CFTC Commissioner Sharon Y. Bowen was among those that provided testimony and she gave no illusions about her views on the subject. She believes the CFTC is indispensable as a financial regulatory leg and believes the current mandate, while critical to the markets, is not doable.
"First," Bowen starts out, "I would like to express my gratitude to our extremely hard-working staff. Despite suffering from significant funding and resource constraints and the massive new mission of regulating and policing the swaps market, their performance has been exemplary. I remain impressed with their invaluable expertise and professional commitment to fulfilling our vastly increased Congressional mandate."
"Second," Bowen continues, "that while our staff can accomplish a great deal with limited resources, the agency desperately needs additional funding and staff to carry out our mission of regulating and protecting the swaps and futures markets."
In a nutshell, Bowen's argument is that Congress has increased the responsibilities of the CFTC without increasing the budget proportionately.
While some of us may disagree about the state of systemic risks to the swaps and futures markets or the wisdom of particular Dodd-Frank requirements, I hope we can all agree on this: the Commodity Futures Trading Commission should be reauthorized. Its role in overseeing the derivatives market is critical to protecting global financial stability and the U.S. economy and thus assuring the American people that their voices and interests are being heard.What Bowen is up against isn't doubt that the agencies staff is "the best". She's up against a political machine that can only be for or against financial regulation, which puts the CFTC in a difficult position. What Bowen and the rest of the Committee must do is pick away at the two primary arguments against financial regulation: 1) it impedes capital formation 2) it costs too much for a nation in debt.
In terms of capital formation, Bowen makes it clear what the CFTC has accomplished. She also reminds the audience that it was Congress that gave the CFTC increased power due to the Great Recession. In fact, the last time Congress reauthorized the CFTC was in August 2008, just 9 months into the recession. In other words, the nation, at least in part, blamed the recession on the lack of regulatory oversight in the derivatives market.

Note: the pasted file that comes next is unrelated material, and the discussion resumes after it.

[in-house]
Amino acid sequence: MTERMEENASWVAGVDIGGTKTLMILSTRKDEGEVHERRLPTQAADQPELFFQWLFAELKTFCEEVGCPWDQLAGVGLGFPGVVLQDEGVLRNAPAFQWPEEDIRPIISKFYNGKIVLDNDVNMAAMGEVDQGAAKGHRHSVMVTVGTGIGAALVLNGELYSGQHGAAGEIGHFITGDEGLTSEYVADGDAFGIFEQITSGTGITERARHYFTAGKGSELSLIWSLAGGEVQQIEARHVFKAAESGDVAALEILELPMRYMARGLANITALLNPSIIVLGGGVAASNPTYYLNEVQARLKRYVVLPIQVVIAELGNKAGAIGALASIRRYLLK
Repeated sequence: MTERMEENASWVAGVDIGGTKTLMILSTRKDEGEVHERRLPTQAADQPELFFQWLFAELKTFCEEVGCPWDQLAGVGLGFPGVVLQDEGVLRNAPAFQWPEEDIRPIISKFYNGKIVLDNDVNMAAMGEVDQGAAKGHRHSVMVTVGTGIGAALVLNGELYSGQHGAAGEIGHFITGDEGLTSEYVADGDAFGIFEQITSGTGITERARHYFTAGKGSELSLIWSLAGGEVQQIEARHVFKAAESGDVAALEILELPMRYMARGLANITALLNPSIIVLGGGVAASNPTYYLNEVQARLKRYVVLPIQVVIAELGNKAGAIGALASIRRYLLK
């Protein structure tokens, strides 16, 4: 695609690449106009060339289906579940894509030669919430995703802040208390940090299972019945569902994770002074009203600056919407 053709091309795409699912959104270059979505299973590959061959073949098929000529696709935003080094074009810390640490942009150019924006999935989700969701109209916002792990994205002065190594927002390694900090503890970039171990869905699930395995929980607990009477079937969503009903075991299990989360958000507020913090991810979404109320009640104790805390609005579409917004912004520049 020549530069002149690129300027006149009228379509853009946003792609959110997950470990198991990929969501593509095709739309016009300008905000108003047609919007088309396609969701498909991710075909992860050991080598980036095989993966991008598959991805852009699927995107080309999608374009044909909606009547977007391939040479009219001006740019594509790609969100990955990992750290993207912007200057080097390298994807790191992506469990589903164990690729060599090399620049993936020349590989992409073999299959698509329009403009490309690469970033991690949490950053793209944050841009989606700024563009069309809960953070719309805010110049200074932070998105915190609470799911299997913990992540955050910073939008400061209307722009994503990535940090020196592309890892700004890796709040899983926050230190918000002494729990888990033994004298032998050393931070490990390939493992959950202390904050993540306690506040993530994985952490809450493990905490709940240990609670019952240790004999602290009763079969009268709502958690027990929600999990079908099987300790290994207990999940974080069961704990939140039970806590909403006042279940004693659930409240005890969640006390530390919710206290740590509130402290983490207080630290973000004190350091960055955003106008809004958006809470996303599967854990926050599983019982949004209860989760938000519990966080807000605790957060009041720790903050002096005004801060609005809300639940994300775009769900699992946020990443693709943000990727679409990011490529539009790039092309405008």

Bowen then offers the following self-funding solution as a way to get around the associated need to request additional funding from Congress:
Much has been said about the topic of funding of course, but I believe a little more discussion is needed. Frankly, I believe it would be prudent to establish some kind of mechanism that allows the Commission to self-fund. We are grateful for the $35 million increase in appropriations we received in last December’s legislation to fund the government, which raised our annual budget from $215 million in fiscal year 2014 to $250 million for fiscal year 2015. However, that $35 million is a drop in the bucket considering the scope of our mission to regulate the swaps and futures markets.Who can argue with self-funded, but where will the funds come from. The answer to this was less apparent.
...if there was some way in this reauthorization to allow the CFTC to set fees on registrants or a de minimis fee on some trades, as the SEC is empowered to do, that would be extremely helpful.She goes on to say,
Allowing the CFTC to fund itself via the collection of extremely small fees from industry would effectively be allowing the industry to pay a de minimis amount of money to receive substantially faster service. Such a funding rubric would have the added benefit of no longer asking American taxpayers to directly foot the bill of setting regulations on the swaps and futures markets. I know that bills have been introduced during the last few Congresses that grant us some kind of fee-setting authority, and I think the Wall Street Accountability Through Sustainable Funding Act introduced by Reps. DeLauro, Welch, and Courtney last Congress is the best one I’ve seen to date.What Bowen is suggesting is the authority to set a fee, which has evidently already made its way into several bills, on all trades, or only fees on trades with higher risks, or even annual fees for registrants.
In 2015, the CFTC budget is $250 million, an increase of $104 million since 2009. That's $250 million to regulate a $430 trillion market. "To use the language of finance," Bowen says, "the government is currently making an investment that is leveraging one dollar of regulatory funding for every $1,720,000 of the swaps and futures markets."
In May 2009, the CFTC had 500 people; in 2014 it had 647, an increase of 29%; despite a 6% cut in staffing levels over the past two years. Over the same time period the Commission brought in more than $6 billion in fees and penalties. It would seem an easy answer to the self-funding mechanism is to simply take a larger percentage of every order/judgement made in-house instead of taking a fee from the entire industry -- let the violators pay for the service.